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Why Faith? | Theology Matters

  • July 2007 Issue
Practical Theology

“There is no love without hope, no hope without love, and neither hope nor love without faith,” St. Augustine wrote. Faith is the foundational principle of the Christian life. Eternal life begins and ends in faith. Why is faith so important to God? According to the apostle Paul, it is a matter of grace.

Paul illustrates this by using Abraham as an example and contrasting the gospel with the law in Romans 4:13–16. Abraham did not receive all that God promised because of his own efforts—they were granted on the basis of faith. Abraham was credited as righteous because he believed God would do as He said (Rom. 4:9–10). This was for our benefit as much as for Abraham’s. God made righteousness a result of faith so that He could offer His righteousness to us as a gift of grace through faith in Christ (Rom. 4:16).

Why grace? Because it was the only way to make certain that those who need righteousness would be able to obtain it. God could have made righteousness a result of human effort. If He had, the guilt of our sin and the weakness of our sinful nature would have ensured that righteousness would always remain beyond our grasp (Gal. 2:16). God’s law, as good as it is, can never be a means of earning God’s favor. The best the law can do is point to our sin. For this reason, the law can only condemn; it cannot make anyone righteous (Rom. 4:15). By offering His righteousness as a gift of grace, God guarantees it to all who believe in Christ.

The importance of faith cannot be overemphasized. It is not merely a component of the gospel but its very heart. Faith is the conduit through which the righteousness of Christ flows to us. It is the wellspring of all obedience. When faith is removed from the gospel or is subordinated to human effort, the gospel message is distorted and the believer’s hope is destroyed. Salvation in Christ is received by faith because it is a gift of grace. Since salvation comes to us by God’s grace and not our own works, we can be secure in the knowledge that it is guaranteed. Faith, then, is the lynchpin in the church’s theology of grace and its ability to offer assurance of salvation to those who believe in Christ.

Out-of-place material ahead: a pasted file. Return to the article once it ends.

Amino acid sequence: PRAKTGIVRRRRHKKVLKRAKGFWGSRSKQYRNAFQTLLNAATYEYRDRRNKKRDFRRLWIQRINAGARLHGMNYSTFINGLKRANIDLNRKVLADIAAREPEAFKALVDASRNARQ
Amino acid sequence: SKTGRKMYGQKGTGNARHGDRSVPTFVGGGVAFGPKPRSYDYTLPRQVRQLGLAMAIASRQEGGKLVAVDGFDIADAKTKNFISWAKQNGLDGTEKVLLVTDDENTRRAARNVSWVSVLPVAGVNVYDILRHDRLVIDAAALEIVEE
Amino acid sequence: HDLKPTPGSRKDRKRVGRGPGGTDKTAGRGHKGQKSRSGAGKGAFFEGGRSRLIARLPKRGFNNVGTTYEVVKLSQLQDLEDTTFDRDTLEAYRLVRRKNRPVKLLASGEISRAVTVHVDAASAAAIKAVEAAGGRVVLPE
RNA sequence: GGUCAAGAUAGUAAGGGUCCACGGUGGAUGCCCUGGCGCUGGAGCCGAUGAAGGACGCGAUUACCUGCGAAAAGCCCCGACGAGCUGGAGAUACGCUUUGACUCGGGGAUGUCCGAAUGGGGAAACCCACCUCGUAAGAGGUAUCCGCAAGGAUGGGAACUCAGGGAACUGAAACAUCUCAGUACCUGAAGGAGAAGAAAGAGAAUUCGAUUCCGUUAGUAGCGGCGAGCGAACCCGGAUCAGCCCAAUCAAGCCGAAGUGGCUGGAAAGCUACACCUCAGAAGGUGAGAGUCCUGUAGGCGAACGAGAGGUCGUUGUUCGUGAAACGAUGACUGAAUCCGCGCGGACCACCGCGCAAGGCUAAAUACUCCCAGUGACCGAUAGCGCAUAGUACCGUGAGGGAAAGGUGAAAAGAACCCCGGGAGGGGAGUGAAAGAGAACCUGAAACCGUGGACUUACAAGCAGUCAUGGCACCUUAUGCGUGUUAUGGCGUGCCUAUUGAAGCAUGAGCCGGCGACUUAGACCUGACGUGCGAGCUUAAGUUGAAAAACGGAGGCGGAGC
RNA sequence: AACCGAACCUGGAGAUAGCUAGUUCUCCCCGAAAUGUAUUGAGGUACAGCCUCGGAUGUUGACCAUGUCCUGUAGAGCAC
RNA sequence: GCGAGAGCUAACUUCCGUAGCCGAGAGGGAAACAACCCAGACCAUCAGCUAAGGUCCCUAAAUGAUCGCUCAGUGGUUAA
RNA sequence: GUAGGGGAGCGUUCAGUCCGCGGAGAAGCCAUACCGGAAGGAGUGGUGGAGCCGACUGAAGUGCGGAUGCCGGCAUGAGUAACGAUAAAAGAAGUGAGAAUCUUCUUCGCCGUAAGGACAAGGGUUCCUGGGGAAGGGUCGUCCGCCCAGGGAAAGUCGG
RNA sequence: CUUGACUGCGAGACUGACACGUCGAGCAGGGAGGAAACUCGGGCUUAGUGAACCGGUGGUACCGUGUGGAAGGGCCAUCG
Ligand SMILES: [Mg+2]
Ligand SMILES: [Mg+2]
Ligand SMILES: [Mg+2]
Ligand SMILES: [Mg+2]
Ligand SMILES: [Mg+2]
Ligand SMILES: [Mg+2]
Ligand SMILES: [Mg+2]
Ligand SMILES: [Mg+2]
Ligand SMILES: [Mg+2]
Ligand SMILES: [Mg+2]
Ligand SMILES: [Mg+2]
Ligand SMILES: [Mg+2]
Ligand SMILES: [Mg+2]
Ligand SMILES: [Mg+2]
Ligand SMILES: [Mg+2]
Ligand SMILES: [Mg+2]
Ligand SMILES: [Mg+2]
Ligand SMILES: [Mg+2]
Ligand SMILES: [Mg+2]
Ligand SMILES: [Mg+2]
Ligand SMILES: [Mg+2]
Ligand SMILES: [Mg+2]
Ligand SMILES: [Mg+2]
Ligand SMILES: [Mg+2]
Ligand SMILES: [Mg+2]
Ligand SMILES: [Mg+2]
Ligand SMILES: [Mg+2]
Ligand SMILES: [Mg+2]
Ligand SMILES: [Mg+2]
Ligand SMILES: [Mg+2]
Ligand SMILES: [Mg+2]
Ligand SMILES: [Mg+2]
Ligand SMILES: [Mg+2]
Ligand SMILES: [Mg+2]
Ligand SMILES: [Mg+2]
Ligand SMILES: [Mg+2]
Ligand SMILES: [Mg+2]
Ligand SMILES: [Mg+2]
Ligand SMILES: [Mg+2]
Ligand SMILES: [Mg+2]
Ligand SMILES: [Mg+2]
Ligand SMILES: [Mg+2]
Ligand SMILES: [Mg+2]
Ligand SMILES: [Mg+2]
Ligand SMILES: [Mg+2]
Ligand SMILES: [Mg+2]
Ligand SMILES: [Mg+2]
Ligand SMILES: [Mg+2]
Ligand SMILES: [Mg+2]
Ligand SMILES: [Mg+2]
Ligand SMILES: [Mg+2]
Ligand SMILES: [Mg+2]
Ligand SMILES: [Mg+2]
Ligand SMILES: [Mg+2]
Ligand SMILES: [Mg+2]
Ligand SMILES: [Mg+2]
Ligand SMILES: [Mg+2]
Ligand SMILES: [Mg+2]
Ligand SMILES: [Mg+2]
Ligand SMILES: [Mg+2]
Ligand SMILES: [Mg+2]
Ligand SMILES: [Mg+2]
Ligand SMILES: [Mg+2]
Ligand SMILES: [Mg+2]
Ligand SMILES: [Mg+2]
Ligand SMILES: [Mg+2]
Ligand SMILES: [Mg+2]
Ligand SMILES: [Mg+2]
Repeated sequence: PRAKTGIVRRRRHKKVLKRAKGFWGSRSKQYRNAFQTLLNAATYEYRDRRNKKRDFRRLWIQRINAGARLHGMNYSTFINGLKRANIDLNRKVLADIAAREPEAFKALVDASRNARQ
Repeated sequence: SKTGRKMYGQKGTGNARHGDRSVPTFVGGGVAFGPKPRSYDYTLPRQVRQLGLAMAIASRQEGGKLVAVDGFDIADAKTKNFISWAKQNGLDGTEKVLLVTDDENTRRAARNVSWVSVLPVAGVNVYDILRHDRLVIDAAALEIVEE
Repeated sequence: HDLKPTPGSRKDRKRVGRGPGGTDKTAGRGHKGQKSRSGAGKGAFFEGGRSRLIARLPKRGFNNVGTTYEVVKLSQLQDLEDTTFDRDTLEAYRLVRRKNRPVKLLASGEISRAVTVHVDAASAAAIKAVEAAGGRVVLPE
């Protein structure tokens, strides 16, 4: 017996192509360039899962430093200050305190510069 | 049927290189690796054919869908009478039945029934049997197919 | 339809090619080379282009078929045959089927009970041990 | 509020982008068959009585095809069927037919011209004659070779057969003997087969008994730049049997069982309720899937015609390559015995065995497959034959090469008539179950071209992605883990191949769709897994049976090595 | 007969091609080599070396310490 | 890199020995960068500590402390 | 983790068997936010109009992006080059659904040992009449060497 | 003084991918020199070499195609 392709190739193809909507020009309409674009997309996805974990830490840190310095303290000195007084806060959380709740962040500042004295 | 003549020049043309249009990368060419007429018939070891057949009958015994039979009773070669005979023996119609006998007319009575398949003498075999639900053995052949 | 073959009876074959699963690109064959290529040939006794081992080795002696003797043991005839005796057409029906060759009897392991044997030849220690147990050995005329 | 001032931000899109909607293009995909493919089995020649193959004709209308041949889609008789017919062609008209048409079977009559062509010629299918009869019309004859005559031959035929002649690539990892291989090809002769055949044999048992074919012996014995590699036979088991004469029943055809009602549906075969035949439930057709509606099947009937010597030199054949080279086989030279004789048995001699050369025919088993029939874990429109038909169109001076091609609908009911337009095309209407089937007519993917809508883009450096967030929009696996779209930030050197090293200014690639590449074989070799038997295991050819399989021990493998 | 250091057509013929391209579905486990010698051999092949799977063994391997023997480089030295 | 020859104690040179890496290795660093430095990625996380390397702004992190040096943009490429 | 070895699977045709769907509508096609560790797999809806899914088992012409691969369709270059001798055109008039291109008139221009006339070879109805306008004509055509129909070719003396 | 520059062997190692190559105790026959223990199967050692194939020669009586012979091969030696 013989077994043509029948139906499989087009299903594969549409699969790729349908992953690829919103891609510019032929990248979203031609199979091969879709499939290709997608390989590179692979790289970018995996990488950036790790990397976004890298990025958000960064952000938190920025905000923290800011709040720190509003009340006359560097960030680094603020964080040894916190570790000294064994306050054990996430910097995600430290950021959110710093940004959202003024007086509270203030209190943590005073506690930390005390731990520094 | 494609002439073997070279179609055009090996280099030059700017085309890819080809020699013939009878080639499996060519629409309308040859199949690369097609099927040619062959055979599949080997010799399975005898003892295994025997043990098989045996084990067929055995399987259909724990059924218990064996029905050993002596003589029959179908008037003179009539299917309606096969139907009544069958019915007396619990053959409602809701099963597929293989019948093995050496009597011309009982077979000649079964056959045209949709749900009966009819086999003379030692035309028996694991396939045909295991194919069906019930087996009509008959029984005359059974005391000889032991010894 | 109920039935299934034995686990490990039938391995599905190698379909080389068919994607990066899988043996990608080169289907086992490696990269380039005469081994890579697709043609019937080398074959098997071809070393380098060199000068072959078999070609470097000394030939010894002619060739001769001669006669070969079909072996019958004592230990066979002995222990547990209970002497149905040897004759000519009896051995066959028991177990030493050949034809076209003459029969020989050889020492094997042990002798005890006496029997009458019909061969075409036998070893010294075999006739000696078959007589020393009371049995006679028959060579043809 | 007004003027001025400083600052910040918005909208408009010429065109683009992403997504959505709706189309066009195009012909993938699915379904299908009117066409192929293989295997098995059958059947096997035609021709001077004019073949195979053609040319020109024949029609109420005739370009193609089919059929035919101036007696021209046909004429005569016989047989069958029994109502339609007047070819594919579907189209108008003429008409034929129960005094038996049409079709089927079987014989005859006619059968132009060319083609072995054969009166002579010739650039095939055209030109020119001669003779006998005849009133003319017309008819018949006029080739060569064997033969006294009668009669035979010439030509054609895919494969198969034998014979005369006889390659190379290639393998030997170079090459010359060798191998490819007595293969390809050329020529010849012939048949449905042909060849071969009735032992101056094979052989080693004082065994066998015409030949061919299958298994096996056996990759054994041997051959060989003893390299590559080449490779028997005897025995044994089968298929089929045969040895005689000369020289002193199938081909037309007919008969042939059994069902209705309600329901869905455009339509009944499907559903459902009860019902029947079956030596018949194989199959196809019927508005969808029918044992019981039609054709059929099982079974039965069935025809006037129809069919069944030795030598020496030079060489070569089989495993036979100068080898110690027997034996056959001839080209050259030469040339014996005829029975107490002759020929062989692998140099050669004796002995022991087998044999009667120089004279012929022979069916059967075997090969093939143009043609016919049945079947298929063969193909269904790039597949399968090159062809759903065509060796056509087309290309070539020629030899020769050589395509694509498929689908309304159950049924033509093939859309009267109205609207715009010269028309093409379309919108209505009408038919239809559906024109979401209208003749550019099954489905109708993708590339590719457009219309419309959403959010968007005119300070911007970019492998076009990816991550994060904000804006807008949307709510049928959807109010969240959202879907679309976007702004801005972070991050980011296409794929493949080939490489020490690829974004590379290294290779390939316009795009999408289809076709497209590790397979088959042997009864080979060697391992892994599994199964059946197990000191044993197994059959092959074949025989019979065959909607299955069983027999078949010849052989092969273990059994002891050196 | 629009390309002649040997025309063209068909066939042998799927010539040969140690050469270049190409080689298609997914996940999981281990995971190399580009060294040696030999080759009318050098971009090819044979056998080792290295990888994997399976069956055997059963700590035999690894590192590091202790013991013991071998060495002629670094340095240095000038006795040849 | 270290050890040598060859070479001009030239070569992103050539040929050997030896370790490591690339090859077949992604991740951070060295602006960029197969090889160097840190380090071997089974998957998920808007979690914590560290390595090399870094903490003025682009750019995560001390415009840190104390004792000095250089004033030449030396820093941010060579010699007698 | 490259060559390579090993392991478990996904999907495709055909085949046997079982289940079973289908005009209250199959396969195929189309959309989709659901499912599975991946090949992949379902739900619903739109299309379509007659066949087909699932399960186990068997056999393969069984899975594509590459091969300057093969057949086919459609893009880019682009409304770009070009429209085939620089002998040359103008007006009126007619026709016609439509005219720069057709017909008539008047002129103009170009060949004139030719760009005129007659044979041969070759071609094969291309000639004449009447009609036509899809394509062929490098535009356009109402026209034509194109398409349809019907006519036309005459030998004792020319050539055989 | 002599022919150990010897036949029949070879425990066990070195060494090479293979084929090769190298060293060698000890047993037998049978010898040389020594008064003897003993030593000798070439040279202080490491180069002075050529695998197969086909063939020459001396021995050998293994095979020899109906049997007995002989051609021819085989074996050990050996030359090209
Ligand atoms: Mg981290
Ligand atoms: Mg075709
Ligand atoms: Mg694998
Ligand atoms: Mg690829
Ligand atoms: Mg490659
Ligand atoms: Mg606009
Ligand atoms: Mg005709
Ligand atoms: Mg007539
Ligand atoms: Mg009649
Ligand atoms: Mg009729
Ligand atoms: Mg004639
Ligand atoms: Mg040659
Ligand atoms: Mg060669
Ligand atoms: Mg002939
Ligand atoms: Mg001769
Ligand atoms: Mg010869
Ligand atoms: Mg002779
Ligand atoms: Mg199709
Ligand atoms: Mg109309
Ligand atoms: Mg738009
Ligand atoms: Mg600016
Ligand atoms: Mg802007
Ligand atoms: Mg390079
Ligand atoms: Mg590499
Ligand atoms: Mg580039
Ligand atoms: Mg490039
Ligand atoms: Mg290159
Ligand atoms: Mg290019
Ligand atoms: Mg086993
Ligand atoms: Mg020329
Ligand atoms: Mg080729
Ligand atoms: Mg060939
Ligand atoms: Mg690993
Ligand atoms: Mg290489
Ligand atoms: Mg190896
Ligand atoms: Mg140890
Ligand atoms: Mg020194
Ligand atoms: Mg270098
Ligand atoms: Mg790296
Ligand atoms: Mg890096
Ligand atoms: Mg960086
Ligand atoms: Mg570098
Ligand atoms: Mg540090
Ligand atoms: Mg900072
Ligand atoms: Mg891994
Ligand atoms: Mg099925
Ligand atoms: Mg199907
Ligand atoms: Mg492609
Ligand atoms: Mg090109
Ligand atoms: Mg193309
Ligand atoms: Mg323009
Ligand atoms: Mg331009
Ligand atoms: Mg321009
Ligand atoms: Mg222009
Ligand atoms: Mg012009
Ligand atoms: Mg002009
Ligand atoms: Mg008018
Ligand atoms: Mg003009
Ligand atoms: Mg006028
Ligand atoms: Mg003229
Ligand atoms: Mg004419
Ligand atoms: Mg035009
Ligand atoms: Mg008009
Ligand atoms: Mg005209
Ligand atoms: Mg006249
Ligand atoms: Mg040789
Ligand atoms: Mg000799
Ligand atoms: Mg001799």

To learn more about the difference between propitiation and expiation read Eternal Security by Charles Stanley (Thomas Nelson).

BY Dr. John Koessler

Dr. John Koessler, who retired as professor emeritus from Moody Bible Institute, formerly served in the division of applied theology and church ministry. John and his wife Jane enjoy living in a lakeside town in Michigan. A prolific writer, John’s books include Dangerous Virtues: How to Follow Jesus When Evil Masquerades as Good (Moody Publishers), The Radical Pursuit of Rest (InterVarsity), The Surprising Grace of Disappointment (Moody), and True Discipleship (Moody). John is a contributing editor and columnist for Today in the Word.

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